18 1861 Census Returns of England and Wales, Leicestershire, Swannington parish, E. D. 6, pg 24, folio 19. Thomas Morton household. Ancestry.com [database online], <www.ancestry.com>
19    Church of England. Ravenstone Bishop's Transcripts, FHL British film 498117.
20    Wardle-White marriage, Parish church of Whitwick, Leicestershire, England, 25 Dec 1854. Certificate #125304 obtained from the General Record Office, London, England, and in the possession of Patti Call, Pleasant Grove, UT, USA.
21    1861 Census Returns of England and Wales, Leicestershire, Whitwick parish, E. D. 9, pg. 17, William Wardle household. Ancestry.com [database online], <www.ancestry.com>.
22    William Wardle entry, International Genealogical Index (Salt Lake City: Family History Library, 2008), citing film number 962442. FamilySearch.org [database online], <www.familysearch.org>.
23    William Wardle entry, Church of Jesus Christ of Latter-day Saints. Mormon Immigration Index. CD-ROM, (Salt Lake City: Intellectual Reserve, 2000).
24    William Wardle entry, Church of Jesus Christ of Latter-day Saints. Pioneer Company List, Church History Library and Archives [database online],  <www.lds.org/churchhistory/library/pioneercompany>.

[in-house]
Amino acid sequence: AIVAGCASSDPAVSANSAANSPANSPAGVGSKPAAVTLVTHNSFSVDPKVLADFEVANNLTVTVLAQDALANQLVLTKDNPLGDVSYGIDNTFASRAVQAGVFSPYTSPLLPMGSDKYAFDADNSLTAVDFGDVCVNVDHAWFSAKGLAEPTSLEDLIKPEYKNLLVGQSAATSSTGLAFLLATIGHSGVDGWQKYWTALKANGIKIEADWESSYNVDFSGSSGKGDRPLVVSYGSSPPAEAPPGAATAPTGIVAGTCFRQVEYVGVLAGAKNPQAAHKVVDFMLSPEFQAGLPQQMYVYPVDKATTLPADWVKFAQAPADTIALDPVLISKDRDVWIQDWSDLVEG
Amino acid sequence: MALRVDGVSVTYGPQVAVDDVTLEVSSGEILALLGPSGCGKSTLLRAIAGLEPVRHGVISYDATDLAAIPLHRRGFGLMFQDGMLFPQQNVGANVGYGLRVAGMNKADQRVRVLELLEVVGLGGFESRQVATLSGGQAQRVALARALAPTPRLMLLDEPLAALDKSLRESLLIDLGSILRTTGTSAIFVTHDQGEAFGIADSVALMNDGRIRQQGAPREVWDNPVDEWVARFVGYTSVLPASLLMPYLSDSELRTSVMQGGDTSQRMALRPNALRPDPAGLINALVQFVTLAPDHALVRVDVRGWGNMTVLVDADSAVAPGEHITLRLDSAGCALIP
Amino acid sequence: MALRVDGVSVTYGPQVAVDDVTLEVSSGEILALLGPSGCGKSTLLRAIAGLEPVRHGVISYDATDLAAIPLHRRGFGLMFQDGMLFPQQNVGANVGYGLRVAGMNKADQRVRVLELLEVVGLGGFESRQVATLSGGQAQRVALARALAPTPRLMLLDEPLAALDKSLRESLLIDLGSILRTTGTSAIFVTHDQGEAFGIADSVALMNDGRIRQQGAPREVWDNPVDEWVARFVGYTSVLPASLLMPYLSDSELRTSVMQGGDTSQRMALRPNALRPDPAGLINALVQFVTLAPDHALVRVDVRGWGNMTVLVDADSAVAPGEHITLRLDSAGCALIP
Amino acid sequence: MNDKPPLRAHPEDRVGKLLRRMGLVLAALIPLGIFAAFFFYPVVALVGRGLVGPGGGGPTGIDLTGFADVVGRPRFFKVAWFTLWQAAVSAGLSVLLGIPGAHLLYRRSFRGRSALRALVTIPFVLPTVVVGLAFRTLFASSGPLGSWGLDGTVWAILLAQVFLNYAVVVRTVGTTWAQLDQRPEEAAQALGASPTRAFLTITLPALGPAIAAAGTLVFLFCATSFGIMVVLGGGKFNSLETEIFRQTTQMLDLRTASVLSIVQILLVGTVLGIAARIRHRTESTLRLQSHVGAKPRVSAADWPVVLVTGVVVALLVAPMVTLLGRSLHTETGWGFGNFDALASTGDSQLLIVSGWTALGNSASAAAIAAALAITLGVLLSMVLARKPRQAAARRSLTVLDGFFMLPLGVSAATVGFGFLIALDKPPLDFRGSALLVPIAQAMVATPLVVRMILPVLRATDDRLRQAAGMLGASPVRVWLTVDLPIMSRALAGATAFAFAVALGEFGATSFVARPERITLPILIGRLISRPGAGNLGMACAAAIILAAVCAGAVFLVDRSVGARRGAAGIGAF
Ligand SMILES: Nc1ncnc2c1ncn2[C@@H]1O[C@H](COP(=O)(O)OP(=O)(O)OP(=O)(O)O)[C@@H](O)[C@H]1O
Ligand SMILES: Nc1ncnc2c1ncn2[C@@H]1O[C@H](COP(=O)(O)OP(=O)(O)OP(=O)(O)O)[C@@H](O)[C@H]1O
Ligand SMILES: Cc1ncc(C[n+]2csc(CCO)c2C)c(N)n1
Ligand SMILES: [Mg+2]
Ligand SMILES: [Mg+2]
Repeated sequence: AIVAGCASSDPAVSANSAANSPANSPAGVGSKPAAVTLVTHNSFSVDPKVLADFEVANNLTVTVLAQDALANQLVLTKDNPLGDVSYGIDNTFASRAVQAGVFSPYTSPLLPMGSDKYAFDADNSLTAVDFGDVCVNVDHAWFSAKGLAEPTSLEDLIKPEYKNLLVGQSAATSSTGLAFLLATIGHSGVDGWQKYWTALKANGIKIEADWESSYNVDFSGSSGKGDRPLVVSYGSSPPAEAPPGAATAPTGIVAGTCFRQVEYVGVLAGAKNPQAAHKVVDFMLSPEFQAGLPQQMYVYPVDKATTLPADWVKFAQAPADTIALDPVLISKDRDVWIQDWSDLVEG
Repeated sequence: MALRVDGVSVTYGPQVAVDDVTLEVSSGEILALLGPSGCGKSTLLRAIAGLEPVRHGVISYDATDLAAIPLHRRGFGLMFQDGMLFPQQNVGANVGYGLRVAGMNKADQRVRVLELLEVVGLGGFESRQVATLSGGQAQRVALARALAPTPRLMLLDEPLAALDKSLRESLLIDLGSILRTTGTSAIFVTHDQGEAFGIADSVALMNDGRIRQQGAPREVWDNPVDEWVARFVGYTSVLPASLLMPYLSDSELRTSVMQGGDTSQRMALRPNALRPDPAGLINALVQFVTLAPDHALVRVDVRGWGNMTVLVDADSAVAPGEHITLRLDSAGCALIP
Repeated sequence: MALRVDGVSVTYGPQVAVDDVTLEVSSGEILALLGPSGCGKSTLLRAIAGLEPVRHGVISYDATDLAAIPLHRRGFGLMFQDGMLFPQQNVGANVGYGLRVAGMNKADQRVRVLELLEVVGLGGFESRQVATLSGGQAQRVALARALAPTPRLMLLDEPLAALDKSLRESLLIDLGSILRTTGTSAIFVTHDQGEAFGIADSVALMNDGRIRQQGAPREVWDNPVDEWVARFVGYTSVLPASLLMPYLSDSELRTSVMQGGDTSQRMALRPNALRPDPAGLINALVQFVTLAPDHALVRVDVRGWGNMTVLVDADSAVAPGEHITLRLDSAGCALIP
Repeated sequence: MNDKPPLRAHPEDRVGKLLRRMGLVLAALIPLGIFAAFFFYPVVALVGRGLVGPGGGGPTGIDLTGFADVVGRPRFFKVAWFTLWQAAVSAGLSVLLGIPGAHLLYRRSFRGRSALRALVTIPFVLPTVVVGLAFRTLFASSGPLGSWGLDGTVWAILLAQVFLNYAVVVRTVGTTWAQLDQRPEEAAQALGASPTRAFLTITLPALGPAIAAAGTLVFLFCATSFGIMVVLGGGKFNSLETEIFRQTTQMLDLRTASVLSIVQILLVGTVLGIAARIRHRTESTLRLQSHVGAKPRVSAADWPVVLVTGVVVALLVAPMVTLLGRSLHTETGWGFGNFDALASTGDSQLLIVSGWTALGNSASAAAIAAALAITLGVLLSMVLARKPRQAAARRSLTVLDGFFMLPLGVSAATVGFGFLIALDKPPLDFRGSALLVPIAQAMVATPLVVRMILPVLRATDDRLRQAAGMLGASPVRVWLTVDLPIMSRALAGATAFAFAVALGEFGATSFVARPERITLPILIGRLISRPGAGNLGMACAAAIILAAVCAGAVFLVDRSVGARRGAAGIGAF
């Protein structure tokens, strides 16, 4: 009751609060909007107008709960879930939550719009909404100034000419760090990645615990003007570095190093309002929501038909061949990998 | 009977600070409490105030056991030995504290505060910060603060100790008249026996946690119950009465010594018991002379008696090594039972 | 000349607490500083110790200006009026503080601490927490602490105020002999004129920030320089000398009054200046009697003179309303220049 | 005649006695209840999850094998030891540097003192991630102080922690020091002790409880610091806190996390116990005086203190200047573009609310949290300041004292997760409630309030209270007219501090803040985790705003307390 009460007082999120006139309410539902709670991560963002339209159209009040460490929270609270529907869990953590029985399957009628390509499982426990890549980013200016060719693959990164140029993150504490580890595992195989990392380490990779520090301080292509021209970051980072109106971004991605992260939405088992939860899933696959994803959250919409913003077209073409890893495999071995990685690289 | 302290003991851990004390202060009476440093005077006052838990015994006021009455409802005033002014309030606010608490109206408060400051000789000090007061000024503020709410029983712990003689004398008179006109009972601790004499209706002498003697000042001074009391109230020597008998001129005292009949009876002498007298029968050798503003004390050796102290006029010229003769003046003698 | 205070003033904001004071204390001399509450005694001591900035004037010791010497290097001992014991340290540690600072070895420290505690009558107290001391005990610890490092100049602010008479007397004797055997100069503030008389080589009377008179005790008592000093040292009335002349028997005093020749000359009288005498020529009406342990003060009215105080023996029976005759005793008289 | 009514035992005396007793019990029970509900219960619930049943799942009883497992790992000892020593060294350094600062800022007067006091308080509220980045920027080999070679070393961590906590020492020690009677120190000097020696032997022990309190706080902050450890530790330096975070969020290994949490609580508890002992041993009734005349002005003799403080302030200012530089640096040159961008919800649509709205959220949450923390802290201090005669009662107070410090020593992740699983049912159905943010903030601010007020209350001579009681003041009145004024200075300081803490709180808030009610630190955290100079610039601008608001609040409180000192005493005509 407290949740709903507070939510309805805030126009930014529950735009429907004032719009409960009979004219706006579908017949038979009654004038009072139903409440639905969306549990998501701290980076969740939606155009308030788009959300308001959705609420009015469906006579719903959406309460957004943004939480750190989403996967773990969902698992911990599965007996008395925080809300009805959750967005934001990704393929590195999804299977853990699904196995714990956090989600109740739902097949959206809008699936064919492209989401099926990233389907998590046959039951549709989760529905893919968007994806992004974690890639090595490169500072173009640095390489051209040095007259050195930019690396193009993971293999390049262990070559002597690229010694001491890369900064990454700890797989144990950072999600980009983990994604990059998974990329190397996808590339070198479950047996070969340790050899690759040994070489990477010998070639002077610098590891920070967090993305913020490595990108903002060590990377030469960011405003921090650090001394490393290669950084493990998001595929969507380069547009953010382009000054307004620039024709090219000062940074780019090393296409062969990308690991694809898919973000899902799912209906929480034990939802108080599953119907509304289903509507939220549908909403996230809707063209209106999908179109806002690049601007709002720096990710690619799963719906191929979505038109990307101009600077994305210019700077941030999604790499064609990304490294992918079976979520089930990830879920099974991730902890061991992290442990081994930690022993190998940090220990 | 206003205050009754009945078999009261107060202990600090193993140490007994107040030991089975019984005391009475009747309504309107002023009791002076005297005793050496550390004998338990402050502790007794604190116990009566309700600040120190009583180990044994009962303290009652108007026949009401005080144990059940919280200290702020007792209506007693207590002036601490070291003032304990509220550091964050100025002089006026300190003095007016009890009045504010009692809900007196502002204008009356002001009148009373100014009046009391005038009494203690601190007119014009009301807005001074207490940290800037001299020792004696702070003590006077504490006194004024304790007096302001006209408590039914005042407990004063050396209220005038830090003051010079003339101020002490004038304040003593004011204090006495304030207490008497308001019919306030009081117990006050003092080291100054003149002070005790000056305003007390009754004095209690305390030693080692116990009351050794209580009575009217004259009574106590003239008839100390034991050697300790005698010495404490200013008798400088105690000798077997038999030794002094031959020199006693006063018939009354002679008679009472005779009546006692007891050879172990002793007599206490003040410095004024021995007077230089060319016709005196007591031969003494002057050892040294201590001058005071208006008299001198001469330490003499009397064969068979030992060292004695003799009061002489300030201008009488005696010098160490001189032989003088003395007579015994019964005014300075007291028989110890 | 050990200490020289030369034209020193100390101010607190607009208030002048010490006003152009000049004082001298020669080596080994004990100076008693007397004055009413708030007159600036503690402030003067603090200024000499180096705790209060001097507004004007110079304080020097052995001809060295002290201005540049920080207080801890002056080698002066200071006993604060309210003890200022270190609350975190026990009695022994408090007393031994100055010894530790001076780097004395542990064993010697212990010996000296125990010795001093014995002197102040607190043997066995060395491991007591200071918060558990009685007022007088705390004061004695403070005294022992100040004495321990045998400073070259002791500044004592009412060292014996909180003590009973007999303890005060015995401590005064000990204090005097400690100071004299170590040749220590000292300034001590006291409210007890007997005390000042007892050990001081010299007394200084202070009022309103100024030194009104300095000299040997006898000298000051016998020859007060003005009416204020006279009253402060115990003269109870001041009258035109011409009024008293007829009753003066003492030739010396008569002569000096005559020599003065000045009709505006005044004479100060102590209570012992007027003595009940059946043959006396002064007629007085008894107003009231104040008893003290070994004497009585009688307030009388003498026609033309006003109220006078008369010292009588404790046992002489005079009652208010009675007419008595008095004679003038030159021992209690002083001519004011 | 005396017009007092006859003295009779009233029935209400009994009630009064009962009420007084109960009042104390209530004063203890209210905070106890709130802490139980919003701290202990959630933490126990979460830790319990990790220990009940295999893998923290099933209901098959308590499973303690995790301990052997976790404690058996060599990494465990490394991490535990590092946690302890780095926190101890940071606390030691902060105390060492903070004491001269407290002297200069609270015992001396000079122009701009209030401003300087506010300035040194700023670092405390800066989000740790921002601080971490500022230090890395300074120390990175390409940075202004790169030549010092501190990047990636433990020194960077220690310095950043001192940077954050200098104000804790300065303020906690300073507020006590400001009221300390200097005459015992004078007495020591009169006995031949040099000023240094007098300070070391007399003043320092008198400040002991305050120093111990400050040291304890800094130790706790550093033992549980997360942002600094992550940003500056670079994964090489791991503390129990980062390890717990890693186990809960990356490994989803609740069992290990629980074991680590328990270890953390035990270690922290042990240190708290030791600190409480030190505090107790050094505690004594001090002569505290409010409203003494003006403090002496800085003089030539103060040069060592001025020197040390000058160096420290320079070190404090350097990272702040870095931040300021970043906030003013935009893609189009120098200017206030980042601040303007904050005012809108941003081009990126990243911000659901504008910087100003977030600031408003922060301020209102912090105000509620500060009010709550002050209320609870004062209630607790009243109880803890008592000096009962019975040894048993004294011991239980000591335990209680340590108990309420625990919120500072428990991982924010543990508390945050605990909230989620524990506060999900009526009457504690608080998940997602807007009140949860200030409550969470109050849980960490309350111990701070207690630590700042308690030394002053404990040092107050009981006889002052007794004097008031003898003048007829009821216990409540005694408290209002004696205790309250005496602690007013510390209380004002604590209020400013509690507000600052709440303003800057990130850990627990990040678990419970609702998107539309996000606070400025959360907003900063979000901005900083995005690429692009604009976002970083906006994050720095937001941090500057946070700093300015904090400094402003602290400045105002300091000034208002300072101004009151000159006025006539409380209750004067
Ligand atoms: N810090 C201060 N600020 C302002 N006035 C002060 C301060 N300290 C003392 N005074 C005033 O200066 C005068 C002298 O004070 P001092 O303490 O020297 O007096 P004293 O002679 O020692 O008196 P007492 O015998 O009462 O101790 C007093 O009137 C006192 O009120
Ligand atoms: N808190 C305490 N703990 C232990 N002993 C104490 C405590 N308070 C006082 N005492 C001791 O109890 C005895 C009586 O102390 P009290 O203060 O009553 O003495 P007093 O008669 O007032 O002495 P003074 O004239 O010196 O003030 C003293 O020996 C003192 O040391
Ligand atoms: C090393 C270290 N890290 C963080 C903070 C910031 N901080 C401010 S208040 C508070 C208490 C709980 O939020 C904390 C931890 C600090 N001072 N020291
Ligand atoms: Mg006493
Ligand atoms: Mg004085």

25    Holt, History of South Jordan, vol. 2, pg. 5.
26    1870 United States Federal Census, Salt Lake Territory, Utah, West Jordan post office, pg. 13, John Wardell household. National Archives M593_1611. Ancestry.com [database online], <www.ancestry.com>.
27    United States of America General Land Office. Land patent granted to William Wardle, West Jordan, UT, 1 Dec 1874. Bureau of Land Management, Utah State Office, 440 W. 200 S. St 500, Salt Lake City, UT. Certified copy in possession of Patti Call, Pleasant Grove, UT, USA.
28    1880 United States Federal Census, South Jordan, Salt Lake County, Utah, E. D. 59, pg. 7, William Wardell household. National Archives T9_1337. Ancestry.com [database online], <www.ancestry.com>.
29 Lonnie and Annette Holt. History of South Jordan, vol. 2 (Privately published: 1989),